Public sector recruitment needs strict checks – Majority Leader

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Parliament’s Majority Leader, Osei Kyei Mensah Bonsu, has stressed the need for more accountability in the recruitment processes of public officers following the interdiction of SSNIT’s General Manager for MIS over questionable qualifications.

Current recruitment processes leave the public sector open to corruption and inefficiency, he said.

Speaking on the interdiction of SSNIT’s Head of MIS, Dr. Caleb Afaglo, Mr. Mensah Bonsu stopped short of puzzlement in his assessment of the lax recruitment processes at SSNIT.

Something as basic as a background check should not have been missed by SSNIT, he intimated.

“We need to really open up so that if we advertise for a position, for whoever applies, there should be a system of looking at the background of the person. I am told that that person, in particular, had gone to secure employment at that place when he was found out and thrown out. So how was it that SSNIT was not able to detect it? How was it possible?”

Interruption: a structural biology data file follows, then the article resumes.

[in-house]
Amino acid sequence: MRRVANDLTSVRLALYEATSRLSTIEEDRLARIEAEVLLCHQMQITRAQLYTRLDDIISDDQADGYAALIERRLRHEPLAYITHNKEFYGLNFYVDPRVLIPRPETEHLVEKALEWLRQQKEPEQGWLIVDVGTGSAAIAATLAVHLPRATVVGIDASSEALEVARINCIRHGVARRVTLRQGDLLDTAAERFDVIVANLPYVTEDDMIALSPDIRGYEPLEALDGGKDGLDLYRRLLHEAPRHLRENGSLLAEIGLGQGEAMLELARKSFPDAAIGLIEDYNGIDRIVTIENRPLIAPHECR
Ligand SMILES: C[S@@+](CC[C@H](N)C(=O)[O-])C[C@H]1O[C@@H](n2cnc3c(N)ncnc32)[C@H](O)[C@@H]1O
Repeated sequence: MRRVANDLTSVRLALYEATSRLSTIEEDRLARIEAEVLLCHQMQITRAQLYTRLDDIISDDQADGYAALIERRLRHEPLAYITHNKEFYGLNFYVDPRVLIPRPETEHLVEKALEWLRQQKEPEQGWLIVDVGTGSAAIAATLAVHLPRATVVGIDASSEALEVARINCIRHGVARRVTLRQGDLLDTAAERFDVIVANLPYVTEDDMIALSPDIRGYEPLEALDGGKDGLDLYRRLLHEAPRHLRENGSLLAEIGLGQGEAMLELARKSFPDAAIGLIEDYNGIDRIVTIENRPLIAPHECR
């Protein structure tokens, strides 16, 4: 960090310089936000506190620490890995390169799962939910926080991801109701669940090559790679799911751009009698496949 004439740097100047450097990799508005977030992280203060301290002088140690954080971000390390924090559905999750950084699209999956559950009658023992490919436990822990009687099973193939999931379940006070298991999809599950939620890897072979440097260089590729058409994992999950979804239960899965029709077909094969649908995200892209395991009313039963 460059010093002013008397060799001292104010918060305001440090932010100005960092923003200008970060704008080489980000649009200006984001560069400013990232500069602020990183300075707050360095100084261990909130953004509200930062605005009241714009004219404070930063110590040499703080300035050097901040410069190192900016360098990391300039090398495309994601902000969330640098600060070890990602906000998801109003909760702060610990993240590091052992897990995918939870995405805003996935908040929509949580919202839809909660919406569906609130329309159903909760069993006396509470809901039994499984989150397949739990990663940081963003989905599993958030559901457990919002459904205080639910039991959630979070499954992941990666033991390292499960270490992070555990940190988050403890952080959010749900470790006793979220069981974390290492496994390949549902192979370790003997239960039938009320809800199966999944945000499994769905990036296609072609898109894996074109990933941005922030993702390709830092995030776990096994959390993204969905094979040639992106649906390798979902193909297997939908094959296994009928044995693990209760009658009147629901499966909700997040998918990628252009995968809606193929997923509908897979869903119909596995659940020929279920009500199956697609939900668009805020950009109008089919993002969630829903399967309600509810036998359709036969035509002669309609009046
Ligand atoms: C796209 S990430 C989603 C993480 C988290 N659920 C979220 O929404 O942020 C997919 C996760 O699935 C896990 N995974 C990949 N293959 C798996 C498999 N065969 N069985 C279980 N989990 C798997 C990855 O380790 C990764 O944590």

“Was it attributable to some cronyism? We need to look at these things. We need to have a way of cleaning up the system to ensure that we have probity and accountability for us all so we should find a way of improving the recruit methods system to purge it of cronyism and ‘old-boyism’ and so on,” the Majority Leader stated.

Controversy at SSNIT

As SSNIT contends with the fallout from its decision to spend $72 million on an Operational Business Suite (OBS), the Economic and Organised Crimes Office (EOCO) is currently probing Dr. Afaglo’s academic and professional qualifications.

EOCO is also interrogating members of Dr. Afaglo’s household and has confiscated a number of documents belonging to him and spoken to former employers of his, including SIMNET, GLICO and Dominion University College.

Suspicions arose in EOCO earlier in 2017 as the controversy over SSNIT’s award of a $34 million contract to Perfect Business Systems (Ghana)/Silverlake (Malaysia) consortium for the development and implementation of the OBS, which later ballooned to $72 million, took shape.

According to Citi News checks, EOCO is investigating to ascertain the authenticity of Dr. Afaglo’s Doctrate degree and his tenure in previous organizations, with the suspicion that he was unqualified for the role he occupied at the state pension organization.

It is believed this could be central to lapses that led to the contract award with its attendant expenditure overruns.

EOCO is investigating Dr Afaglo’s BSC and MBA from the Georgia Institute of Technology, and a Ph.D. from the Kennedy Western University, which was an affiliate of the University of Cincinnati until it was closed down in 2011.

–Source: citifmonline.com/Ghana

 

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